Evoking the haunting beauty of Earth's Moon, a crescent Enceladus appears in the skies around Saturn.
Lit terrain seen here is on the Saturn-facing hemisphere of Enceladus. North on Enceladus is up and rotated 25 degrees to the right. The image was taken in visible light with the Cassini spacecraft narrow-angle camera on May 1, 2013.
The view was acquired at a distance of approximately 329,000 miles (530,000 kilometers) from Enceladus and at a Sun-Enceladus-spacecraft, or phase, angle of 138 degrees. Image scale is 2 miles (3 kilometers) per pixel.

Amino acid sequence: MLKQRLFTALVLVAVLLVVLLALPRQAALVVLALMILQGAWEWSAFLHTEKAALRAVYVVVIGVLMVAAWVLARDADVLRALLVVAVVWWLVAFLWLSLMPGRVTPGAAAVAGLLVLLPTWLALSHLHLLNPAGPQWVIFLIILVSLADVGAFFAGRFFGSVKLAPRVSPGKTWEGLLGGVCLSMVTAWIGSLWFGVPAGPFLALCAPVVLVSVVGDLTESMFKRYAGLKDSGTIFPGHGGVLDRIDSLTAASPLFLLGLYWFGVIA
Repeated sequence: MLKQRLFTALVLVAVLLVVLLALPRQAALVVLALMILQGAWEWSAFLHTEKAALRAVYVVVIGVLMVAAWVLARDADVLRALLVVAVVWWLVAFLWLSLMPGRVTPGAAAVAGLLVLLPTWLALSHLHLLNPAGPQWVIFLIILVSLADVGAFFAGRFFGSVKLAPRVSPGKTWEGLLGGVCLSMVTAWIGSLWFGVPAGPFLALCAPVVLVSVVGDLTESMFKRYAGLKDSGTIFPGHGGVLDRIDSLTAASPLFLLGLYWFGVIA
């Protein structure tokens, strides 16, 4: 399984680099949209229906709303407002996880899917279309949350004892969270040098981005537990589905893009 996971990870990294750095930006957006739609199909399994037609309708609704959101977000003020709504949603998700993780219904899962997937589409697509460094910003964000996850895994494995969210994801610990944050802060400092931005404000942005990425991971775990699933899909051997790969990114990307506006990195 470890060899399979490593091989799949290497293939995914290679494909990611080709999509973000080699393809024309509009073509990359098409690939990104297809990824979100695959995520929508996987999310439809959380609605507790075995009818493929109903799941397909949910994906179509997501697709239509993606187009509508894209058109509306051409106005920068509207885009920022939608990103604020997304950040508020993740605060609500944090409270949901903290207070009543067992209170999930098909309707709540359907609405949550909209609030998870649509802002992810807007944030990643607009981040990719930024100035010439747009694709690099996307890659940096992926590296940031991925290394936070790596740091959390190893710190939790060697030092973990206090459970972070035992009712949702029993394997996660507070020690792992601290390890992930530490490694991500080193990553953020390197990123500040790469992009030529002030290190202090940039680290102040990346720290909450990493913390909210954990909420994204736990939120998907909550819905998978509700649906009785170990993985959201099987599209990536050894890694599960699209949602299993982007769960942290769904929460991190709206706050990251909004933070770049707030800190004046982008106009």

The Cassini-Huygens mission is a cooperative project of NASA, the European Space Agency and the Italian Space Agency. The Jet Propulsion Laboratory, a division of the California Institute of Technology in Pasadena, manages the mission for NASA's Science Mission Directorate, Washington, D.C. The Cassini orbiter and its two onboard cameras were designed, developed and assembled at JPL. The imaging operations center is based at the Space Science Institute in Boulder, Colo.
For more information about the Cassini-Huygens mission visit http://saturn.jpl.nasa.gov and http://www.nasa.gov/cassini. The Cassini imaging team homepage is at http://ciclops.org.